Nigel Farage hails by-election breakthrough for Ukip: 'We have established ourselves as the third force in British politics'
Farage’s party claims it has overtaken Lib Dems after edging closer to first Commons seat with strong by-election results
Andrew Grice has been Political Editor of The Independent since 1998. He was previously Political Editor of The Sunday Times, where he worked for 10 years, and he has been a Westminster-based journalist since 1982. His column, Inside Politics, appears in The Independent each Saturday.
Friday 30 November 2012
Anxiety in the Conservative Party about the rise of the UK Independence Party has increased after the anti-EU party won second place in two parliamentary by-elections.
As Ukip claimed it is now Britain’s third party ahead of the Liberal Democrats, there were renewed Tory calls for an electoral pact with Ukip at the 2015 general election in the hope that this would prevent it denying David Cameron victory.
Labour retained all three seats contested on Thursday – Rotherham, Middlesbrough and Croydon North – on a dismal night for the two Coalition parties. In Rotherham, Ukip secured its highest ever share of the vote (22 per cent) in a Westminster election.
Michael Fabricant, a Tory vice-chairman who supports a pact with Ukip, suggested yesterday the Eurosceptic party could come first in the 2014 European Parliament elections, which will be fought under proportional representation, giving it a boost before the 2015 general election.
“If Ukip does very well in the European elections, as many expect, it will give them some momentum at a critical time,” he said. Although Ukip had not achieved the victory it hoped for in Rotherham, he said, it had secured “not a bad result.”
Mr Fabricant added: “By-elections are not general elections, when Ukip can only be ‘spoilers’, not winners. For that reason, all parties should keep their options open when we approach the final months towards May 2015.”
Nigel Farage, the Ukip leader, below, said his party had now joined the “political mainstream”, adding: “We have established ourselves as the third force in British politics.” He said Ukip would talk to other parties about a pact if they promised a referendum on Europe – but the Tories would first have to ditch David Cameron because he had suggested Ukip was racist. “I’d do a deal with the devil if it got us a full, free and fair referendum on our membership in the European Union,” he said.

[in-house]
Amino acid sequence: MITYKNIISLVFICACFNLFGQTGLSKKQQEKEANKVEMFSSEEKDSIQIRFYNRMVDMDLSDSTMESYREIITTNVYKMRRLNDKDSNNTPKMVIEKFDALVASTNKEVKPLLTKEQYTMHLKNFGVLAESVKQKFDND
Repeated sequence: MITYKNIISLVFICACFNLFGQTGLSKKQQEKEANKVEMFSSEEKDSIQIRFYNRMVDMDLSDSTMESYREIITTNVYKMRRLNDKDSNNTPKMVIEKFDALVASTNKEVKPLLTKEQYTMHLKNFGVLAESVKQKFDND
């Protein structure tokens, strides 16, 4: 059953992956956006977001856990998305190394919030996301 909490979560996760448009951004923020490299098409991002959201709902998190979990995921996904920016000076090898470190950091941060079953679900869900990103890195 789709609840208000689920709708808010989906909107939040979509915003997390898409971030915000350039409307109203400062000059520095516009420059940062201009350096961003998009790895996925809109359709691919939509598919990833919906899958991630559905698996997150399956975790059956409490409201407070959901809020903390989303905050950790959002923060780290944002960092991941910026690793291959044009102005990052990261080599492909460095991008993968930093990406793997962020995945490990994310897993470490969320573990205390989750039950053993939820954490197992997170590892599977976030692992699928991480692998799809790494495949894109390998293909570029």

While the Tories were pushed into fifth place in Rotherham and fourth place in Middlesbrough, the Lib Dems suffered an even worse mauling, losing their deposit in Rotherham and Croydon. In Rotherham, Nick Clegg’s party came a humiliating eighth, reviving memories of the 1990 Bootle by-election in which David Owen’s SDP came seventh behind the Monster Raving Loony candidate, and was wound up shortly afterwards.
John Curtice, professor of politics at Strathclyde University, said Ukip had outscored the Lib Dems in this year’s by-elections by 6,000 votes, showing the Lib Dems were “no longer available as a party of protest.” He added: “They are a deeply unpopular member of the Coalition.” He suggested the Tories would be most worried about Ukip’s advance, while Labour could be “modestly satisfied” with its performance.
The by-elections in Middlesbrough and Croydon were triggered by the deaths of Labour MPs Sir Stuart Bell and Malcolm Wicks respectively, while former Rotherham MP Denis MacShane resigned after a highly critical report about his parliamentary expenses. Sarah Champion, pictured, became Rotherham’s first woman MP, winning a majority of 5,218 on a turnout of 33.6 per cent. In Middlesbrough, Labour’s Andy McDonald enjoyed a 48.7 per cent margin of victory over Ukip’s Richard Elvin, well up on Sir Stuart’s 26 per cent lead in 2010.
In Croydon North, Labour’s Steve Reed had a 47.9 per cent winning margin – up on the 31.9 per cent enjoyed by Mr Wicks in 2010 – and finished with 15,898 votes, ahead of Tory Andy Stranack on 4,137.
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